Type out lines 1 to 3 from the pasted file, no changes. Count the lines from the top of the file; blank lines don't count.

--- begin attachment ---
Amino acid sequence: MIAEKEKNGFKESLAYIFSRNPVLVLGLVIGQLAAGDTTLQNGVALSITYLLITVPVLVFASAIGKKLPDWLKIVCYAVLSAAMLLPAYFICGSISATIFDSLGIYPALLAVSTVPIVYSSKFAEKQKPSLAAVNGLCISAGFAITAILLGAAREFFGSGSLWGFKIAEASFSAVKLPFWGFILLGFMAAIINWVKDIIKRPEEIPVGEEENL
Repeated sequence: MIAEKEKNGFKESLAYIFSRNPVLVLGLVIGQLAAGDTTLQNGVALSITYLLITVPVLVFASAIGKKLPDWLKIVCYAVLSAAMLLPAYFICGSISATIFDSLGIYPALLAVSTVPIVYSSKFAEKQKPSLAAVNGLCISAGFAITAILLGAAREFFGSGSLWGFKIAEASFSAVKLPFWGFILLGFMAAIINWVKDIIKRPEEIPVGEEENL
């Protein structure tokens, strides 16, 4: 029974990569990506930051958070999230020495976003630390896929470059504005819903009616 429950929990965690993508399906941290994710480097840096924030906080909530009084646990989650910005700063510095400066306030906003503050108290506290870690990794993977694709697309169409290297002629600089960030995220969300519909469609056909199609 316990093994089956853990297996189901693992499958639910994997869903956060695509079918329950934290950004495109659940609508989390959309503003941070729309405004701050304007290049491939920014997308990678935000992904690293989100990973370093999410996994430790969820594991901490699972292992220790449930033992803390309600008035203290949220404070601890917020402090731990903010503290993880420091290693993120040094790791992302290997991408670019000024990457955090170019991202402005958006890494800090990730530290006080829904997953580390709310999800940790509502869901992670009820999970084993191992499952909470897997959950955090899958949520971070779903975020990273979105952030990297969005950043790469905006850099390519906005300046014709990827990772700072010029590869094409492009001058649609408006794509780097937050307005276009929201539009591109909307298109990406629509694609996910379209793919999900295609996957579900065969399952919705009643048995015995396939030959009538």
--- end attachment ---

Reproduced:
Amino acid sequence: MIAEKEKNGFKESLAYIFSRNPVLVLGLVIGQLAAGDTTLQNGVALSITYLLITVPVLVFASAIGKKLPDWLKIVCYAVLSAAMLLPAYFICGSISATIFDSLGIYPALLAVSTVPIVYSSKFAEKQKPSLAAVNGLCISAGFAITAILLGAAREFFGSGSLWGFKIAEASFSAVKLPFWGFILLGFMAAIINWVKDIIKRPEEIPVGEEENL
Repeated sequence: MIAEKEKNGFKESLAYIFSRNPVLVLGLVIGQLAAGDTTLQNGVALSITYLLITVPVLVFASAIGKKLPDWLKIVCYAVLSAAMLLPAYFICGSISATIFDSLGIYPALLAVSTVPIVYSSKFAEKQKPSLAAVNGLCISAGFAITAILLGAAREFFGSGSLWGFKIAEASFSAVKLPFWGFILLGFMAAIINWVKDIIKRPEEIPVGEEENL
């Protein structure tokens, strides 16, 4: 029974990569990506930051958070999230020495976003630390896929470059504005819903009616 429950929990965690993508399906941290994710480097840096924030906080909530009084646990989650910005700063510095400066306030906003503050108290506290870690990794993977694709697309169409290297002629600089960030995220969300519909469609056909199609 316990093994089956853990297996189901693992499958639910994997869903956060695509079918329950934290950004495109659940609508989390959309503003941070729309405004701050304007290049491939920014997308990678935000992904690293989100990973370093999410996994430790969820594991901490699972292992220790449930033992803390309600008035203290949220404070601890917020402090731990903010503290993880420091290693993120040094790791992302290997991408670019000024990457955090170019991202402005958006890494800090990730530290006080829904997953580390709310999800940790509502869901992670009820999970084993191992499952909470897997959950955090899958949520971070779903975020990273979105952030990297969005950043790469905006850099390519906005300046014709990827990772700072010029590869094409492009001058649609408006794509780097937050307005276009929201539009591109909307298109990406629509694609996910379209793919999900295609996957579900065969399952919705009643048995015995396939030959009538």